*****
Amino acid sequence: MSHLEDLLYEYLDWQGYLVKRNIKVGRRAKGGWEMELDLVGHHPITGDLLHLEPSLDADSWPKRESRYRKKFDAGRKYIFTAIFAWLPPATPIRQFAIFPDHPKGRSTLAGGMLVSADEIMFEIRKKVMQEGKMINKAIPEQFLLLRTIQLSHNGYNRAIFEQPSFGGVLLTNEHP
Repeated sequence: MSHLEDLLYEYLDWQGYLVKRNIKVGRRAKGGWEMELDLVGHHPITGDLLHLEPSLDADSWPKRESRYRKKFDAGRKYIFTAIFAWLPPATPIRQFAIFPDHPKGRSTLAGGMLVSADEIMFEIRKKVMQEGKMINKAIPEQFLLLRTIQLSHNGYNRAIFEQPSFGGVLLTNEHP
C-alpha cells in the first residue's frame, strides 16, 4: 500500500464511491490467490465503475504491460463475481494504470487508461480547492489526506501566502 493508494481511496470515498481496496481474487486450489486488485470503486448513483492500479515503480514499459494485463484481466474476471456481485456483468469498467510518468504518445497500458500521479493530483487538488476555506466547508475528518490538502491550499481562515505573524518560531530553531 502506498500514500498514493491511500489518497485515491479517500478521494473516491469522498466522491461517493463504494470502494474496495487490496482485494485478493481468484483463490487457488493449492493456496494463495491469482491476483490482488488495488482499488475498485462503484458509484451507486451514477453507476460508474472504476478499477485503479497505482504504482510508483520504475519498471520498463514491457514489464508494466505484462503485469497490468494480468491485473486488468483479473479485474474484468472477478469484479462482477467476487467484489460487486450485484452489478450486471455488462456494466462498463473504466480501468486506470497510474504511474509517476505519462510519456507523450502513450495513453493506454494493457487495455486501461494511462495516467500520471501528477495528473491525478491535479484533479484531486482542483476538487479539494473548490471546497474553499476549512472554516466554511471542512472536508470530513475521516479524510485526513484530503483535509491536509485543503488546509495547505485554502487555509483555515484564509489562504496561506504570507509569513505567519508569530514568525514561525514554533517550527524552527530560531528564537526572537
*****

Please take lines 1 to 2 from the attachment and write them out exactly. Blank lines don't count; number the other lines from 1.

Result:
Amino acid sequence: MSHLEDLLYEYLDWQGYLVKRNIKVGRRAKGGWEMELDLVGHHPITGDLLHLEPSLDADSWPKRESRYRKKFDAGRKYIFTAIFAWLPPATPIRQFAIFPDHPKGRSTLAGGMLVSADEIMFEIRKKVMQEGKMINKAIPEQFLLLRTIQLSHNGYNRAIFEQPSFGGVLLTNEHP
Repeated sequence: MSHLEDLLYEYLDWQGYLVKRNIKVGRRAKGGWEMELDLVGHHPITGDLLHLEPSLDADSWPKRESRYRKKFDAGRKYIFTAIFAWLPPATPIRQFAIFPDHPKGRSTLAGGMLVSADEIMFEIRKKVMQEGKMINKAIPEQFLLLRTIQLSHNGYNRAIFEQPSFGGVLLTNEHP